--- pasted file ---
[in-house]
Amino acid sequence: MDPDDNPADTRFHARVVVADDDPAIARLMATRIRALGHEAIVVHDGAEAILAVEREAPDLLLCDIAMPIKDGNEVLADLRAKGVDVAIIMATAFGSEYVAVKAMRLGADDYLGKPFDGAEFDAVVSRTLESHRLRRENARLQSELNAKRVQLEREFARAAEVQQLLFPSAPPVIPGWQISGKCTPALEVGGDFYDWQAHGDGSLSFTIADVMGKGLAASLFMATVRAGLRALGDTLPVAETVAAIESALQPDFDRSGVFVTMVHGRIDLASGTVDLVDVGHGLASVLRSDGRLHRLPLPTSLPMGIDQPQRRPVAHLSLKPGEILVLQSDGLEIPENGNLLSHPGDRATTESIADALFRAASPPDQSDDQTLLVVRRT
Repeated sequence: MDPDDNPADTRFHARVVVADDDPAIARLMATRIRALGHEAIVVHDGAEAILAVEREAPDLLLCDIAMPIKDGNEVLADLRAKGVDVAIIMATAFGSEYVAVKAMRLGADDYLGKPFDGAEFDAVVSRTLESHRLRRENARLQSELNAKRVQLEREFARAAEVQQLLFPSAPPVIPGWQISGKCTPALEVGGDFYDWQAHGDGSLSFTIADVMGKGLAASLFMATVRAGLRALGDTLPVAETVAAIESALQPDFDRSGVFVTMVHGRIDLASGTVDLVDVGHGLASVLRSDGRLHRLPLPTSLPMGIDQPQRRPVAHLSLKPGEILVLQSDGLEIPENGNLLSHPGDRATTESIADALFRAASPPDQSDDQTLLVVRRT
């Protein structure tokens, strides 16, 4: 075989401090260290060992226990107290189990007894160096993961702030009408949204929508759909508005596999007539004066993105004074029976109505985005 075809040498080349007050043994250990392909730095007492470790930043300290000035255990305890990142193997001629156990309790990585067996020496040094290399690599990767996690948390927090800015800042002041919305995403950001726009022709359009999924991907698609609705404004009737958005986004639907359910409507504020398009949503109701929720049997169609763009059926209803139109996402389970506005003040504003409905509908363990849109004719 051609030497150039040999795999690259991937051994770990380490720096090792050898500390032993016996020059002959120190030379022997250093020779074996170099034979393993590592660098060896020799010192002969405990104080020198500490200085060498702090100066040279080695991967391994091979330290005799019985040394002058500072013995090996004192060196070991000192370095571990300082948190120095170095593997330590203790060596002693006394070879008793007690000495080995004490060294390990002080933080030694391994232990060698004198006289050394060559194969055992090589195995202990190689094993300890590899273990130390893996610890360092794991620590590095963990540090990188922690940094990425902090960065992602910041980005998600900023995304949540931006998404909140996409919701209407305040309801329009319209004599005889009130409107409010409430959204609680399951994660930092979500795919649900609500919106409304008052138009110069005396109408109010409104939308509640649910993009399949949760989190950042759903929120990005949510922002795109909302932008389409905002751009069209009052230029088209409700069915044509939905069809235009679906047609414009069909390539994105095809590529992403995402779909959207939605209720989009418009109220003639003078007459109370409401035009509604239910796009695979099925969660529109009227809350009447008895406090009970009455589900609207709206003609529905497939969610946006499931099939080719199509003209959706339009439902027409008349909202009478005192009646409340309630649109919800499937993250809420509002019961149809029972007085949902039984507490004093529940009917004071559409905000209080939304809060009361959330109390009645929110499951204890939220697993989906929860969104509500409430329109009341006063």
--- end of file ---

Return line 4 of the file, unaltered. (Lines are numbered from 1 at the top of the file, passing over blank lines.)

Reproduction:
């Protein structure tokens, strides 16, 4: 075989401090260290060992226990107290189990007894160096993961702030009408949204929508759909508005596999007539004066993105004074029976109505985005 075809040498080349007050043994250990392909730095007492470790930043300290000035255990305890990142193997001629156990309790990585067996020496040094290399690599990767996690948390927090800015800042002041919305995403950001726009022709359009999924991907698609609705404004009737958005986004639907359910409507504020398009949503109701929720049997169609763009059926209803139109996402389970506005003040504003409905509908363990849109004719 051609030497150039040999795999690259991937051994770990380490720096090792050898500390032993016996020059002959120190030379022997250093020779074996170099034979393993590592660098060896020799010192002969405990104080020198500490200085060498702090100066040279080695991967391994091979330290005799019985040394002058500072013995090996004192060196070991000192370095571990300082948190120095170095593997330590203790060596002693006394070879008793007690000495080995004490060294390990002080933080030694391994232990060698004198006289050394060559194969055992090589195995202990190689094993300890590899273990130390893996610890360092794991620590590095963990540090990188922690940094990425902090960065992602910041980005998600900023995304949540931006998404909140996409919701209407305040309801329009319209004599005889009130409107409010409430959204609680399951994660930092979500795919649900609500919106409304008052138009110069005396109408109010409104939308509640649910993009399949949760989190950042759903929120990005949510922002795109909302932008389409905002751009069209009052230029088209409700069915044509939905069809235009679906047609414009069909390539994105095809590529992403995402779909959207939605209720989009418009109220003639003078007459109370409401035009509604239910796009695979099925969660529109009227809350009447008895406090009970009455589900609207709206003609529905497939969610946006499931099939080719199509003209959706339009439902027409008349909202009478005192009646409340309630649109919800499937993250809420509002019961149809029972007085949902039984507490004093529940009917004071559409905000209080939304809060009361959330109390009645929110499951204890939220697993989906929860969104509500409430329109009341006063």